The INEOS sporting team consider Erik ten Hag’s job “secure” for the foreseeable future as they will focus their early attention on the structure and processes in place at Old Trafford.
Jamie Jackson (The Guardian) reveals Sir Jim Ratcliffe “plans to stand by” the Dutch manager, with only a “run of particularly dire results” thought to be enough to change this decision; as it would with any manager.
Ratcliffe plans to stand by Ten Hag as he starts Manchester United deep dive https://t.co/kjgdF98G15
— jamie jackson (@JamieJackson___) January 5, 2024
Jackson writes: “Ratcliffe and Brailsford are first intent on analysing the makeup of the playing squad, executive and staff, the club’s structure and how revenue is invested in the team to understand the best way to achieve their ambition of making United domestic and continental challengers again.”
It is only after this “deep dive” has been completed that a decision will be made on Ten Hag’s long-term future.
Ratcliffe and Brailsford met with the Dutchman this week for the first time with Ten Hag describing the meeting as “very positive.”
“So many hours we sit together. On many issues, we were on the same page. I can say that it was a very constructive meeting and we’re looking forward to working with each other,” Ten Hag revealed in a press conference yesterday.
The INEOS sporting team are thought to have made a new Sporting Director, as well as Head of Recruitment, two early priorities to lead their revolution at Old Trafford. Dan Ashworth is linked to the former and Paul Mitchell for the latter.
Jean-Claude Blanc, the Chief Executive of INEOS Sport, is expected to take on the same role at United, replacing the recently departed Richard Arnold.
While the early noises emanating from the INEOS camp are supportive of Ten Hag – they are believed to be appreciative of just how difficult an issue injuries have been this season – they are not a conclusive seal of approval.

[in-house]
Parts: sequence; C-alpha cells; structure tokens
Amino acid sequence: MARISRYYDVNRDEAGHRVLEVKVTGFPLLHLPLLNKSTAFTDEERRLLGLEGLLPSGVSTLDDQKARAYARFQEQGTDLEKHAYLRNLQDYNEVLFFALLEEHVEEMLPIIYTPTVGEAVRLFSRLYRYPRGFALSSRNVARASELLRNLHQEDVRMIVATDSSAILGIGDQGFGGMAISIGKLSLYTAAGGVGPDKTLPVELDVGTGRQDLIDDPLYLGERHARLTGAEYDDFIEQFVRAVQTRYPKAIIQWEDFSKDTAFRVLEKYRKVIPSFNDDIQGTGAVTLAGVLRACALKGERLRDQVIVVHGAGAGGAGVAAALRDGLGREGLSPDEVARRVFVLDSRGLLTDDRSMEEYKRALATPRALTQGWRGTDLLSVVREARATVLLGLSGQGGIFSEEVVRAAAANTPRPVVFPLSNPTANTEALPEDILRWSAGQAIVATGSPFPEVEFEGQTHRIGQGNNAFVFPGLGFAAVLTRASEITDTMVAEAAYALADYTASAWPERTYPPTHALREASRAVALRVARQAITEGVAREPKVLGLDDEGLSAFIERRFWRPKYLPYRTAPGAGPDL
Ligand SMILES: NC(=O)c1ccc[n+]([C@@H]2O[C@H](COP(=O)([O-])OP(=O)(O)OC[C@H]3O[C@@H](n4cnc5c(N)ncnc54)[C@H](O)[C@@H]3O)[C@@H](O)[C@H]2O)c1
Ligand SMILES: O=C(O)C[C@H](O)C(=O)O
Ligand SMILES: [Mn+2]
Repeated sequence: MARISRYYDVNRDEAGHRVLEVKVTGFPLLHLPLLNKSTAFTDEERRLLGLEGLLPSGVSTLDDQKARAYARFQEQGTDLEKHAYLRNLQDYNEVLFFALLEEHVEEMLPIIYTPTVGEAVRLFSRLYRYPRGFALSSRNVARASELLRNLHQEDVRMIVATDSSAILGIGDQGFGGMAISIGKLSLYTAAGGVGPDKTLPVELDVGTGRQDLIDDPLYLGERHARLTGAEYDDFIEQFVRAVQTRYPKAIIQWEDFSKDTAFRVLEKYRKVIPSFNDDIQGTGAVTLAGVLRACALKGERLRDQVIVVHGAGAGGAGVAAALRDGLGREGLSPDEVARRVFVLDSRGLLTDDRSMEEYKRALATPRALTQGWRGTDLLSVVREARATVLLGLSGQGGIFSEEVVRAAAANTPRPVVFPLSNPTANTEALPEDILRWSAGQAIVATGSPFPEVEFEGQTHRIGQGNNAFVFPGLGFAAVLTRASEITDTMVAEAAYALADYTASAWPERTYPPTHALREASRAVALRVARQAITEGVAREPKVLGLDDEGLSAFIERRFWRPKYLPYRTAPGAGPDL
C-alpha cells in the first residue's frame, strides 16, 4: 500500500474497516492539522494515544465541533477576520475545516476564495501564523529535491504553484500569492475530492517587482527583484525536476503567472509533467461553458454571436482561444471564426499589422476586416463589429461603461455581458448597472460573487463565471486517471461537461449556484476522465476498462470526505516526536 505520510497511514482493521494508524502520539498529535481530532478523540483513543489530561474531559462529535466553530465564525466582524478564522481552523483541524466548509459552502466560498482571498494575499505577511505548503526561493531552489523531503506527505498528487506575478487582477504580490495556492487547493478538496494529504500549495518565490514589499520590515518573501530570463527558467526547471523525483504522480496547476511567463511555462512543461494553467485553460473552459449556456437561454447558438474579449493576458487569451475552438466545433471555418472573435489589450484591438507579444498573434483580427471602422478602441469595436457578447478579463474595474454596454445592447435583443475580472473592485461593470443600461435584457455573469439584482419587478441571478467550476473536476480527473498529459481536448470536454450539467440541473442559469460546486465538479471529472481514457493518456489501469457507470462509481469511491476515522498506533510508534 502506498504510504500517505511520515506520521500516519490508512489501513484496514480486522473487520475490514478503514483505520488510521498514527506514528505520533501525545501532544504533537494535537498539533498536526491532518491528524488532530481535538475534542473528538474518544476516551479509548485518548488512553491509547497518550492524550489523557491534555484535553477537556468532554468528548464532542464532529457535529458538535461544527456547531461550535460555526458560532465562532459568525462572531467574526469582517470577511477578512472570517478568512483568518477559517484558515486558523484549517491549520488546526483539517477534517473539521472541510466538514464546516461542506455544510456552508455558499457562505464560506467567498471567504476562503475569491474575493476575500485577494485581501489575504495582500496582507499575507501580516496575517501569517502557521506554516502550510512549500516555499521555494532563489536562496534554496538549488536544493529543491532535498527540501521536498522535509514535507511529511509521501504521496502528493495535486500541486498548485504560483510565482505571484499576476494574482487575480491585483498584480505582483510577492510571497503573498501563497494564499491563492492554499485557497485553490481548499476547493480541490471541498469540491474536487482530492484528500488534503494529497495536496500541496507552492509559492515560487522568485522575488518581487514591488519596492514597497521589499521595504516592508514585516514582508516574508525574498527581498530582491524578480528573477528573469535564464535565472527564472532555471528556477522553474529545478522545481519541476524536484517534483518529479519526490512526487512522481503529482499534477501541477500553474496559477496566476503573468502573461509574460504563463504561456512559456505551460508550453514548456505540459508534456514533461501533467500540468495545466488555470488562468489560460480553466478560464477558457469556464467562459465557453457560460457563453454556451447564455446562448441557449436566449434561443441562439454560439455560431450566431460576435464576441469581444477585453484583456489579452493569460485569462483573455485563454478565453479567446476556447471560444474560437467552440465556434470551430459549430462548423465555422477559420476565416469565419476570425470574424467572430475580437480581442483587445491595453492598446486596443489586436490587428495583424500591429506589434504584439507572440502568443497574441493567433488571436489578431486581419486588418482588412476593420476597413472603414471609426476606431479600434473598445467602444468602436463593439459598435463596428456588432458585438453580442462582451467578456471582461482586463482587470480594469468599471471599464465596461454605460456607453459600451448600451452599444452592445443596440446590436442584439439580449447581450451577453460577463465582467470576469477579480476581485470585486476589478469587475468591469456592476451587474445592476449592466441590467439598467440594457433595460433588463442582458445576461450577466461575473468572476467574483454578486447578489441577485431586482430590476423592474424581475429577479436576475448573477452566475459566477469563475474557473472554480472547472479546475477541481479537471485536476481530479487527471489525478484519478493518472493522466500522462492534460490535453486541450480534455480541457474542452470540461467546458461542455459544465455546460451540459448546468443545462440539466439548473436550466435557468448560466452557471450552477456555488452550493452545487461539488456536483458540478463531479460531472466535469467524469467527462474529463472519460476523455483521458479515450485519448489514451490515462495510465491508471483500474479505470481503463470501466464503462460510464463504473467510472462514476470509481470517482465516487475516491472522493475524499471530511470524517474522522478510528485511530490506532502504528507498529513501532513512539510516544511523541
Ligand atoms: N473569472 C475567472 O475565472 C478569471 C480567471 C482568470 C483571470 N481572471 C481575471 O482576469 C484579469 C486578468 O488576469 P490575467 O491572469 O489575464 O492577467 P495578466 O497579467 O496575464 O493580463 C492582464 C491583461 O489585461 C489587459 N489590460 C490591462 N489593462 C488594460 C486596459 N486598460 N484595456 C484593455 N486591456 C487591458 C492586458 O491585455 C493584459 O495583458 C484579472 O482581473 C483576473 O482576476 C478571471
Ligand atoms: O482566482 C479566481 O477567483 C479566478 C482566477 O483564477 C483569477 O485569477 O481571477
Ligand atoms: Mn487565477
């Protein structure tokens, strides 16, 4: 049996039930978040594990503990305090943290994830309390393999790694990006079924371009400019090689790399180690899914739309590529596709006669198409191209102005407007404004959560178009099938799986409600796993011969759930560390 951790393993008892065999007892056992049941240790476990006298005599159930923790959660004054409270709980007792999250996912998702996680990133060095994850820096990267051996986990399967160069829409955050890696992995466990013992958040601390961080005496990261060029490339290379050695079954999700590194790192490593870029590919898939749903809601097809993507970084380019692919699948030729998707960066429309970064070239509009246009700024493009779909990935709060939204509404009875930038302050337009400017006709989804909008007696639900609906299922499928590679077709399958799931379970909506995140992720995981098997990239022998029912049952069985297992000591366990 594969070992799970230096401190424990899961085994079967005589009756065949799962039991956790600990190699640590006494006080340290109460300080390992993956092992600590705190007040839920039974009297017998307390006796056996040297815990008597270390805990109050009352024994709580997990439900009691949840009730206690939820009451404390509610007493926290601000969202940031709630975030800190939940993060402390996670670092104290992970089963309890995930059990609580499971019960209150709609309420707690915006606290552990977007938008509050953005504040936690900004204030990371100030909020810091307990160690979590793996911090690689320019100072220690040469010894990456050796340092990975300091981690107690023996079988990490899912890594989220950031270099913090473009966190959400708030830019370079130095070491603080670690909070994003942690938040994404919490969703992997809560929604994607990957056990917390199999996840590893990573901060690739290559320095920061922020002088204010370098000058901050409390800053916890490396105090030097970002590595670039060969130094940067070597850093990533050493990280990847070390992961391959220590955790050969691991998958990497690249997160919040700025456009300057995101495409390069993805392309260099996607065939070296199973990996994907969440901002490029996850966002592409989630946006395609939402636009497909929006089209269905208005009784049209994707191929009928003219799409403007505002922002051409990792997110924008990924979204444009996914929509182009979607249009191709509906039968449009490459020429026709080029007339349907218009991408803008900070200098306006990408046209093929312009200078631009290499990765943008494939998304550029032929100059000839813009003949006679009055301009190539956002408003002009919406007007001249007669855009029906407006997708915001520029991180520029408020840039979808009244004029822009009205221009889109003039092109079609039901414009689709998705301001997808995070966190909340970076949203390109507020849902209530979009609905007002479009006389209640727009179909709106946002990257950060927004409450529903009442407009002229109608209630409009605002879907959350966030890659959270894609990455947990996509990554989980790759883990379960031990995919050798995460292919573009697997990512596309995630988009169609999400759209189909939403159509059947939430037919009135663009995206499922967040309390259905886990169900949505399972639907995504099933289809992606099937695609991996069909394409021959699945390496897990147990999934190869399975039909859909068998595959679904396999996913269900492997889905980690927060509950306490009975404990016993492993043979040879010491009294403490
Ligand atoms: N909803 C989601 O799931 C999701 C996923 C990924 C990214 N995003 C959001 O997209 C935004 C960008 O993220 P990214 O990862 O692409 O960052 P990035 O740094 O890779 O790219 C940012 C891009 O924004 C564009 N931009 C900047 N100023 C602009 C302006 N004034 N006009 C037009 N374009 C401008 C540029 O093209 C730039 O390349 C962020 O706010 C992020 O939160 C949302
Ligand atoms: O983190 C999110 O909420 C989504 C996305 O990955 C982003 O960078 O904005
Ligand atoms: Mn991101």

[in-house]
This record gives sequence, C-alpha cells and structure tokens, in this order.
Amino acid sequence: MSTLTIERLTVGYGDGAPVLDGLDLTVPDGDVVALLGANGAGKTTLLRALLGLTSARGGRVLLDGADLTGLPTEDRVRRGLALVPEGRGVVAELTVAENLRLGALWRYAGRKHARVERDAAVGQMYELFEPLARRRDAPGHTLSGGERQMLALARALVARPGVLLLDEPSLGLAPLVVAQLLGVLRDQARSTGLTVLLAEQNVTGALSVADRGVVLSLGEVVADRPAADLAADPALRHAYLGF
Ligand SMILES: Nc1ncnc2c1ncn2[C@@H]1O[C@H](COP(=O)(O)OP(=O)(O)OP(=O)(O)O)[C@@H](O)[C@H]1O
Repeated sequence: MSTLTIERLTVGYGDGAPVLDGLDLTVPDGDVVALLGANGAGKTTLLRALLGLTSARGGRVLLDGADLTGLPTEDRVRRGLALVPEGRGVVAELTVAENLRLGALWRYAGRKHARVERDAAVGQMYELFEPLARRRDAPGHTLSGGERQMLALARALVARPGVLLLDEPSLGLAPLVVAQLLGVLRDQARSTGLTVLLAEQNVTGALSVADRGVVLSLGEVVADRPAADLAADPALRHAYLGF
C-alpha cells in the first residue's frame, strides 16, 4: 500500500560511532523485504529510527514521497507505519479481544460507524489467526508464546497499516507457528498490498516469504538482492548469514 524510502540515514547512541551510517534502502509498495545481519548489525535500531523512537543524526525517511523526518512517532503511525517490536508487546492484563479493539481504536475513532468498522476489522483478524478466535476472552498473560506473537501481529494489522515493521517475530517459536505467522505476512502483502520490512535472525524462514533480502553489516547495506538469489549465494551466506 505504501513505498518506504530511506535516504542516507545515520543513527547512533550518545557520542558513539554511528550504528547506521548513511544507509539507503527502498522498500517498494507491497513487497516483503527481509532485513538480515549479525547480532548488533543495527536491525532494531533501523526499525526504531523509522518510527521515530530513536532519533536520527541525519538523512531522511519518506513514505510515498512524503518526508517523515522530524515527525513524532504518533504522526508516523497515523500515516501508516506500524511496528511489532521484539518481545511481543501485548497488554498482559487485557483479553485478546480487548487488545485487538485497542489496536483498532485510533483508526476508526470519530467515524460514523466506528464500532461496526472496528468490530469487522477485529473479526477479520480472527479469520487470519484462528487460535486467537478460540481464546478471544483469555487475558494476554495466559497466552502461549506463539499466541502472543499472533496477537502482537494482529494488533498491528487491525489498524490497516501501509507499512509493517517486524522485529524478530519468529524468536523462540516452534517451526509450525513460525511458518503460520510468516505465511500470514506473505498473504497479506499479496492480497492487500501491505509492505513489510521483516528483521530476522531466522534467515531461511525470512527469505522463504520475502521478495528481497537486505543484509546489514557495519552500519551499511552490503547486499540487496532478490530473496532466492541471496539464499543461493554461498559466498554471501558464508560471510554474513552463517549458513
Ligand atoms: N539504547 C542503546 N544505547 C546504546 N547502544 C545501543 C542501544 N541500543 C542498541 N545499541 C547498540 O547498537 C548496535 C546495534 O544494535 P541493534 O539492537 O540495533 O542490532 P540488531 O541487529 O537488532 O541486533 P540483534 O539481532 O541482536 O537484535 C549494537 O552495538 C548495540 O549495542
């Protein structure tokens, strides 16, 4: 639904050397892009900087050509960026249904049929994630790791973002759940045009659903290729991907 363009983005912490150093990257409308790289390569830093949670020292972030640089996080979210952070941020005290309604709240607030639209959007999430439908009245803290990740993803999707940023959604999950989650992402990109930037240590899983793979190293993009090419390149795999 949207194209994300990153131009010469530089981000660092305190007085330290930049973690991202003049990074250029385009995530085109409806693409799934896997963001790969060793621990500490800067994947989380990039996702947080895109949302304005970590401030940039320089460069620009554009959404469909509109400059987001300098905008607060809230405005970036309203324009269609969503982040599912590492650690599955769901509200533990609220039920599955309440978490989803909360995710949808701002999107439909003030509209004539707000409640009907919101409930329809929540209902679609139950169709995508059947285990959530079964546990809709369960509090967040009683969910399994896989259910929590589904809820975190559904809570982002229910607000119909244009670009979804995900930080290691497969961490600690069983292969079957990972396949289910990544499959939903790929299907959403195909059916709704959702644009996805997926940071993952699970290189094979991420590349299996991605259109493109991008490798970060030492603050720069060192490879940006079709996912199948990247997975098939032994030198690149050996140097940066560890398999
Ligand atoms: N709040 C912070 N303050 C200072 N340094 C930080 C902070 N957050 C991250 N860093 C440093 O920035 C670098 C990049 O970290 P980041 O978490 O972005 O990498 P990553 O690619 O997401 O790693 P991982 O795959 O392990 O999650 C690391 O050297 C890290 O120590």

If United’s new ownership structure wanted to appoint a new manager, it would be foolhardy to do so immediately. They are still getting to grips with the true extent of the rot at Old Trafford (both physically and metaphorically) and are hesitant to rush into any definitive decisions prior to this.
Similarly, the team is low on confidence and still awaiting the full return of a number of key players from injury. It is unlikely a new manager would do much better with the current players at Ten Hag’s disposal than he is.
A mid-season appointment is also sub-optimal for a new manager as they are deprived of a full pre-season in which to begin instilling their philosophy into their new squad. Instead, with the demands of weekly games, they are reactively managing, as much as proactively coaching.
If INEOS wanted to replace Ten Hag with their own choice, it would still be prudent to allow the Dutchman to continue until the end of the season. A change could then be made at a more productive point in the footballing calendar.
This season has been a profoundly disappointing one for United fans so far. If Ten Hag was to be relieved of his duties at the end of the year, the negative memories of it would largely disappear with him; and a new coach would arrive fresh, free from the ills of his predecessor.
The fact Ten Hag retains the backing of INEOS in the short-term is, therefore, not as clear a signal of their long-term plan as it may seem upon a cursory glance. He could very well be their leader for the future or, equally, a sacrificial lamb for the next manager.